NEW YORK (CBSNewYork/AP) — New York City health officials are monitoring a new cluster of Legionnaires’ disease cases in the Bronx.

Officials announced Monday that seven cases have been diagnosed in the Morris Park neighborhood. The patients range in age from 45 to 75 and are all currently hospitalized.

MORE: Five Facts About Legionnaires’ Disease

The new cases are not connected to a Legionnaires’ outbreak in the South Bronx last month that claimed 12 lives, officials said. That outbreak, the largest in the city’s history, was traced to Legionella bacteria in the cooling tower of the Opera House Hotel.

As CBS2’s Tracee Carrasco reported, there were questions and concerns on Monday night, as city officials said the exact source of the outbreak was unknown.

“We want to know what’s going to be done about it so that it won’t get widespread,” Mary Martinez said.

Officials said the first case of the new cluster was reported Sept. 21. No fatalities have been reported.

“I urge all New Yorkers to seek care immediately if they have flu-like symptoms, including fever, cough, headache, or difficulty breathing,” said Health Commissioner Dr. Mary T. Bassett. “The department is taking immediate steps to determine the source and protect the people who live and work in Morris Park.”

“Because the cases are occurring in people who have either lived in or worked in or visited different buildings, that is why we are suspicious of an outdoor air source of this bacteria, such as what would come from a cooling tower,” Deputy Health Commissioner Dr. Jay Varma told WCBS 880’s Ginny Kosola.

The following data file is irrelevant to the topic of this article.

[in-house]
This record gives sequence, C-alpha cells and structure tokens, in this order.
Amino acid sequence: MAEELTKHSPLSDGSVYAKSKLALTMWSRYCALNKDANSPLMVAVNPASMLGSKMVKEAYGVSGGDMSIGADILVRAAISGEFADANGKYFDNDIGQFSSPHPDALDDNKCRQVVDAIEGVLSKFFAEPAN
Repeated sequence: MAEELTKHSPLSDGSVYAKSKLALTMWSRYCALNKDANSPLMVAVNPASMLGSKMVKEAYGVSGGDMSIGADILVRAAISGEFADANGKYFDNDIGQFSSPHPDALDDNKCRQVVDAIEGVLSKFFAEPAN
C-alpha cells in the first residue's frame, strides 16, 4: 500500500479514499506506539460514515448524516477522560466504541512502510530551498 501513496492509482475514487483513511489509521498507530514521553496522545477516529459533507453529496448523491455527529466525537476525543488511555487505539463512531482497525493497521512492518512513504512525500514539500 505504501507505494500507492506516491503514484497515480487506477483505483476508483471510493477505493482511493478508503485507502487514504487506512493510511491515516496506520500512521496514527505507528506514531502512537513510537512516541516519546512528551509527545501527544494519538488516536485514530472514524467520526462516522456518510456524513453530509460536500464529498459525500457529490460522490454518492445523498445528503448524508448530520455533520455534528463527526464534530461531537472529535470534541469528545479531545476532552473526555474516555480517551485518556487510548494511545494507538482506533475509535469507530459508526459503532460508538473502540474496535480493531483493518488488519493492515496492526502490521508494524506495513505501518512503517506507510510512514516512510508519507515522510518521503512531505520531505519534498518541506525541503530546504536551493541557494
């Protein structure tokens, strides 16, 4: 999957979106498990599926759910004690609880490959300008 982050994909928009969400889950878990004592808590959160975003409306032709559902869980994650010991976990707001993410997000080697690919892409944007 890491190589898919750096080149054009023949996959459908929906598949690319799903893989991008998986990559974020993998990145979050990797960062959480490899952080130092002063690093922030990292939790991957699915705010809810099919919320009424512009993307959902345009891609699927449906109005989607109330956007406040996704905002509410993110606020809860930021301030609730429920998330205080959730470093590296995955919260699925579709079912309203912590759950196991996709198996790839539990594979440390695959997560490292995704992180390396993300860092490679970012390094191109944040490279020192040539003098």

Nevertheless, the city has tested 35 cooling towers as a precaution.

“As we monitor this situation, we urge anyone who feels sick to visit their doctor or a hospital to get checked. It is too important to wait,” said Bronx Borough President Ruben Diaz Jr. “We will continue to stay on top of these developments and take the necessary measures as we gather more information.”

The city created new cooling tower cleaning regulations after the previous outbreak.

Officials said New York City sees about 200 to 300 cases of Legionnaires’ disease a year.

Legionnaires’ disease — a form of pneumonia especially dangerous for the elderly and for people with underlying health issues — can usually be traced to places favorable to Legionella growth such as cooling towers, hot water tanks, whirlpool spas, hot tubs, humidifiers and condensers in large air conditioning systems.

It is spread through contaminated mist and cannot be spread from person to person.

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